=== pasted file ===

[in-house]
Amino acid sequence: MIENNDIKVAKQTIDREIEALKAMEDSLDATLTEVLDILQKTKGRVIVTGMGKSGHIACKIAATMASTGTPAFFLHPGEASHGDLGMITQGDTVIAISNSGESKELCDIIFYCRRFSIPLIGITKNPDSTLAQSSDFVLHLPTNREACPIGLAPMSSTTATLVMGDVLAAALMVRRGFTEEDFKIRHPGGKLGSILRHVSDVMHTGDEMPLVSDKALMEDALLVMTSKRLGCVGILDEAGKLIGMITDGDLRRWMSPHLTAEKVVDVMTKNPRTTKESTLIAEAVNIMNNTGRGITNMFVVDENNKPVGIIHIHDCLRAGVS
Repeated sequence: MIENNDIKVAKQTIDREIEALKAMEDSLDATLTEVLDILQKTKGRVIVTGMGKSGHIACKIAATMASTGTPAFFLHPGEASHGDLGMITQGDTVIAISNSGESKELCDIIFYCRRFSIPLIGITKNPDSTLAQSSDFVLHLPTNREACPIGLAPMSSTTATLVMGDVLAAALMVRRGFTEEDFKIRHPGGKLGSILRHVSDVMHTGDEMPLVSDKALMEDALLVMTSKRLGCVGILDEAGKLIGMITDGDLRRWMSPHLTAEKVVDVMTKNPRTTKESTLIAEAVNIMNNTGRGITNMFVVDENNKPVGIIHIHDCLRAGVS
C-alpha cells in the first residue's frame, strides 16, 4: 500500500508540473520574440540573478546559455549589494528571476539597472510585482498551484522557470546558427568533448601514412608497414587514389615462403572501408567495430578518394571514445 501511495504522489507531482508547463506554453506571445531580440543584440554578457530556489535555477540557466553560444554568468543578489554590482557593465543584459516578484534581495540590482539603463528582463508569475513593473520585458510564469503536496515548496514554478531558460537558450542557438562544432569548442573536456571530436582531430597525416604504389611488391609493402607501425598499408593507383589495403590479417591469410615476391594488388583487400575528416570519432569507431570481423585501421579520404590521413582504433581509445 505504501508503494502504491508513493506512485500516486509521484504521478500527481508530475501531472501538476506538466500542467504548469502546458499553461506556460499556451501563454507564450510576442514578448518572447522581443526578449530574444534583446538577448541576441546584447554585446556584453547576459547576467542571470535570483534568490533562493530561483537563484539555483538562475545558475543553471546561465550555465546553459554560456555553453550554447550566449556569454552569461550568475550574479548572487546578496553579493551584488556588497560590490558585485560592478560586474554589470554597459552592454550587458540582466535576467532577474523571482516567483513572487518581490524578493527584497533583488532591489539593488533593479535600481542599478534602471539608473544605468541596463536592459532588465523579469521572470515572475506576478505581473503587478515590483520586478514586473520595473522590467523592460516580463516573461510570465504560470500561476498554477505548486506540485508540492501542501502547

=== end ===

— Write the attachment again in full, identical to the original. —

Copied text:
[in-house]
Amino acid sequence: MIENNDIKVAKQTIDREIEALKAMEDSLDATLTEVLDILQKTKGRVIVTGMGKSGHIACKIAATMASTGTPAFFLHPGEASHGDLGMITQGDTVIAISNSGESKELCDIIFYCRRFSIPLIGITKNPDSTLAQSSDFVLHLPTNREACPIGLAPMSSTTATLVMGDVLAAALMVRRGFTEEDFKIRHPGGKLGSILRHVSDVMHTGDEMPLVSDKALMEDALLVMTSKRLGCVGILDEAGKLIGMITDGDLRRWMSPHLTAEKVVDVMTKNPRTTKESTLIAEAVNIMNNTGRGITNMFVVDENNKPVGIIHIHDCLRAGVS
Repeated sequence: MIENNDIKVAKQTIDREIEALKAMEDSLDATLTEVLDILQKTKGRVIVTGMGKSGHIACKIAATMASTGTPAFFLHPGEASHGDLGMITQGDTVIAISNSGESKELCDIIFYCRRFSIPLIGITKNPDSTLAQSSDFVLHLPTNREACPIGLAPMSSTTATLVMGDVLAAALMVRRGFTEEDFKIRHPGGKLGSILRHVSDVMHTGDEMPLVSDKALMEDALLVMTSKRLGCVGILDEAGKLIGMITDGDLRRWMSPHLTAEKVVDVMTKNPRTTKESTLIAEAVNIMNNTGRGITNMFVVDENNKPVGIIHIHDCLRAGVS
C-alpha cells in the first residue's frame, strides 16, 4: 500500500508540473520574440540573478546559455549589494528571476539597472510585482498551484522557470546558427568533448601514412608497414587514389615462403572501408567495430578518394571514445 501511495504522489507531482508547463506554453506571445531580440543584440554578457530556489535555477540557466553560444554568468543578489554590482557593465543584459516578484534581495540590482539603463528582463508569475513593473520585458510564469503536496515548496514554478531558460537558450542557438562544432569548442573536456571530436582531430597525416604504389611488391609493402607501425598499408593507383589495403590479417591469410615476391594488388583487400575528416570519432569507431570481423585501421579520404590521413582504433581509445 505504501508503494502504491508513493506512485500516486509521484504521478500527481508530475501531472501538476506538466500542467504548469502546458499553461506556460499556451501563454507564450510576442514578448518572447522581443526578449530574444534583446538577448541576441546584447554585446556584453547576459547576467542571470535570483534568490533562493530561483537563484539555483538562475545558475543553471546561465550555465546553459554560456555553453550554447550566449556569454552569461550568475550574479548572487546578496553579493551584488556588497560590490558585485560592478560586474554589470554597459552592454550587458540582466535576467532577474523571482516567483513572487518581490524578493527584497533583488532591489539593488533593479535600481542599478534602471539608473544605468541596463536592459532588465523579469521572470515572475506576478505581473503587478515590483520586478514586473520595473522590467523592460516580463516573461510570465504560470500561476498554477505548486506540485508540492501542501502547